Ah, feminism! When I address feminism with my students – and it usually comes up this time of year, what with the anniversary of the single most womanhood-desecrating injustice in our nation’s history – they express a very different feminism from you. Unfortunately, your view is so mainstream that they think it’s real feminism, rather than the counterfeit it is. I was expecting some pushback last year in class when I said I had to discuss the origins of contraception and birth control in radical feminism.

I told my students, “I have to talk about feminism for a moment.”

A whole section of female students in the middle of the classroom contorted their faces.

“Here it comes.” I thought, “Here come all the protests about a man addressing feminism.”

“What?” I asked, patiently.

“Do we have to talk about feminism?” One teenage girl replied. “We are so sick of feminism.”

I’ve never been more proud of my students. We discussed the nature of women, how God created them to do amazing things, their call to generous motherhood, the nature of love, and even nitty gritty details of raising babies. (Actually, this article was inspired by the conversation we had.) It was awesome. And you know what? They’re the feminists. The real feminists. You don’t deserve the title. You hate femininity. They love it. You don’t even deserve to be called a radical feminist, because being radical means getting back to roots, and women who get back to roots get back to their core identity, which is distinctly integral with the call to motherhood, which you deny. No, you’re a pseudo-feminist.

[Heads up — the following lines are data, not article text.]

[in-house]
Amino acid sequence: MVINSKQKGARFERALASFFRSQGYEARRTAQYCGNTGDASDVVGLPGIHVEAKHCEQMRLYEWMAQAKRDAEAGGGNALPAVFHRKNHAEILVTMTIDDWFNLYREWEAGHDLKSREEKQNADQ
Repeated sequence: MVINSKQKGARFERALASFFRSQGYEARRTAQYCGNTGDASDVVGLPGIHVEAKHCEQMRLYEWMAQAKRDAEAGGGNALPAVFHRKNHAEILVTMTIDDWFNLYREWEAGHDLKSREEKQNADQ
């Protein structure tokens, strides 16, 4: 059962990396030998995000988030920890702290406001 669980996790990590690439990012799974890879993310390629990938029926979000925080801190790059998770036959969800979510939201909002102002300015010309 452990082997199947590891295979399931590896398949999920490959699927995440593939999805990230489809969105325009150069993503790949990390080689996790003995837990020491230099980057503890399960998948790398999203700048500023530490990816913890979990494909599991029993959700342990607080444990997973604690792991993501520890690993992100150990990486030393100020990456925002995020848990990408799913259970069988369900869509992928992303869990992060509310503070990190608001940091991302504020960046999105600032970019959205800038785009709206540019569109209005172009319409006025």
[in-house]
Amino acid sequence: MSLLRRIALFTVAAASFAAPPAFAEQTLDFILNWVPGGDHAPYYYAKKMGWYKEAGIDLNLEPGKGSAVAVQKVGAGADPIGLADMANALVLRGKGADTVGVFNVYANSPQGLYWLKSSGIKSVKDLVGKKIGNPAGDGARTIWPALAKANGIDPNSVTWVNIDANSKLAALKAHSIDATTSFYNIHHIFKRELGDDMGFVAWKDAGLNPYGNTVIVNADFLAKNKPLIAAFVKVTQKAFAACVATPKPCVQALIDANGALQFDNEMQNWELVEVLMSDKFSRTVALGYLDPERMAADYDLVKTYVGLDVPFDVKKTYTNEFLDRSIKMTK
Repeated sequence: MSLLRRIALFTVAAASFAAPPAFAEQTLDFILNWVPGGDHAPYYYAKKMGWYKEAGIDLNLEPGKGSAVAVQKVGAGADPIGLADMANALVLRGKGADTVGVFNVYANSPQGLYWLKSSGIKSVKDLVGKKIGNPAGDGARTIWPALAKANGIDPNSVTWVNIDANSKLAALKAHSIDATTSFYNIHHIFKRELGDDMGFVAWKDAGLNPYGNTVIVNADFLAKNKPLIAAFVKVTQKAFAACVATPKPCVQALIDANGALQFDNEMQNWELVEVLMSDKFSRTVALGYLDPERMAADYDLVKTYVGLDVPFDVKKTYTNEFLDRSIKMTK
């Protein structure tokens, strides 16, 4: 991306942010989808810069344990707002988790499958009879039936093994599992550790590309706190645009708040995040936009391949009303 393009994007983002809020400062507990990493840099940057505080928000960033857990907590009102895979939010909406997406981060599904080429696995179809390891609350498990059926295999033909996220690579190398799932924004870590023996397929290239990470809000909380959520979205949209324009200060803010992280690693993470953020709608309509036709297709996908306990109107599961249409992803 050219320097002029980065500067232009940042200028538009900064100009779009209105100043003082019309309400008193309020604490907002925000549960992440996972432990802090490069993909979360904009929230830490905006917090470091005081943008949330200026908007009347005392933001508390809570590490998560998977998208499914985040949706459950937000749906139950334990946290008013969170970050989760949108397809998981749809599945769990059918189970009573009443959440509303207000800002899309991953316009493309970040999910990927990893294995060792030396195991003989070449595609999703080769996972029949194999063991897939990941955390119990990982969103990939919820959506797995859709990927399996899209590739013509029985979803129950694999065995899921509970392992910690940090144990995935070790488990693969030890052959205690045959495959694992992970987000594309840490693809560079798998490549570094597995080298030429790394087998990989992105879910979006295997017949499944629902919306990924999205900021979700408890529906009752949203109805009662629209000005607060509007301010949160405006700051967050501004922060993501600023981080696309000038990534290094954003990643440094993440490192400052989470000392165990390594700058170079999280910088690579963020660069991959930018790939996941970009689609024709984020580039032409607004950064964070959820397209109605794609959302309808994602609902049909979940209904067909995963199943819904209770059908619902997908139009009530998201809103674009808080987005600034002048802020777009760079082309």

But I figure you’ll go on doing whatever it is you do – evidently, writing angry tirades against your old sorority sisters who lost their senses and decided to do what comes naturally. There’s not much I can do to stop you. As for us, my wife and I are going to keep growing our family, and that legacy will last long beyond your memories of a hike through Asia, your joy over a promotion, or your landing that dream job. Good luck getting your promotion to look after you in your old age.

I can say one thing, though: You may be looking down on women who want to be women – something you should be sorry for – but most of the feminists I know aren’t looking up to you. And I’m not sorry, either.

7 Comments

  1. They don’t pay you enough Micah. Truth!

  2. Jackie Vick /

    Thank you! I’ve long avoided the word feminist to describe myself, because it’s been hijacked by angry women who hate the feminine genius. Maybe I’ll dust the dirt off the title and reclaim it.

  3. I love this so much! Thank you for writing it! I, too, am an “authentic” feminist, as you call it. I love being a woman, a wife, and a mother. I loved my career before I had kids too, and honestly I was a pretty ambitious person who never thought I would want to leave the “working world” to raise kids. Now that I have, I can’t imagine a more rewarding (or challenging) career path. If feminism proclaims that women can be anything they want to be, then why can’t I be a mother without offending them?

    When I read the article you’re referencing here, at first I thought it must’ve been satire. It’s so absurd, it’s hard to believe that anyone actually feels that way.